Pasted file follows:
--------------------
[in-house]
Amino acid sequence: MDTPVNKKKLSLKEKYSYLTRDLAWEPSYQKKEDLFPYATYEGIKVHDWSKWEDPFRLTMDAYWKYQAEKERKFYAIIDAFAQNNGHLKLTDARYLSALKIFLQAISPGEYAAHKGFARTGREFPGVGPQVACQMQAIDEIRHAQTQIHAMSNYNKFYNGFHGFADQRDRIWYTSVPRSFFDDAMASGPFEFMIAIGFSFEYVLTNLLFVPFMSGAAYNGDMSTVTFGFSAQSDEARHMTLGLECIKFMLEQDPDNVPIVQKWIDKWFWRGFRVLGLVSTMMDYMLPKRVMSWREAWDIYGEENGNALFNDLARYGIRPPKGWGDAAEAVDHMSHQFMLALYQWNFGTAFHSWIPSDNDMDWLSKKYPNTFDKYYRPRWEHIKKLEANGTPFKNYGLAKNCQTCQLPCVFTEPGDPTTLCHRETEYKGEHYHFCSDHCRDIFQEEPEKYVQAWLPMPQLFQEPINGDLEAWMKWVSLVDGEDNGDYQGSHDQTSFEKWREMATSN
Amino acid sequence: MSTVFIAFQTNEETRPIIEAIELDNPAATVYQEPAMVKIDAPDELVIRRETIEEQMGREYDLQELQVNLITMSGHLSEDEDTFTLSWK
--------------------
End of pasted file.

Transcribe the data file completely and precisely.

[in-house]
Amino acid sequence: MDTPVNKKKLSLKEKYSYLTRDLAWEPSYQKKEDLFPYATYEGIKVHDWSKWEDPFRLTMDAYWKYQAEKERKFYAIIDAFAQNNGHLKLTDARYLSALKIFLQAISPGEYAAHKGFARTGREFPGVGPQVACQMQAIDEIRHAQTQIHAMSNYNKFYNGFHGFADQRDRIWYTSVPRSFFDDAMASGPFEFMIAIGFSFEYVLTNLLFVPFMSGAAYNGDMSTVTFGFSAQSDEARHMTLGLECIKFMLEQDPDNVPIVQKWIDKWFWRGFRVLGLVSTMMDYMLPKRVMSWREAWDIYGEENGNALFNDLARYGIRPPKGWGDAAEAVDHMSHQFMLALYQWNFGTAFHSWIPSDNDMDWLSKKYPNTFDKYYRPRWEHIKKLEANGTPFKNYGLAKNCQTCQLPCVFTEPGDPTTLCHRETEYKGEHYHFCSDHCRDIFQEEPEKYVQAWLPMPQLFQEPINGDLEAWMKWVSLVDGEDNGDYQGSHDQTSFEKWREMATSN
Amino acid sequence: MSTVFIAFQTNEETRPIIEAIELDNPAATVYQEPAMVKIDAPDELVIRRETIEEQMGREYDLQELQVNLITMSGHLSEDEDTFTLSWK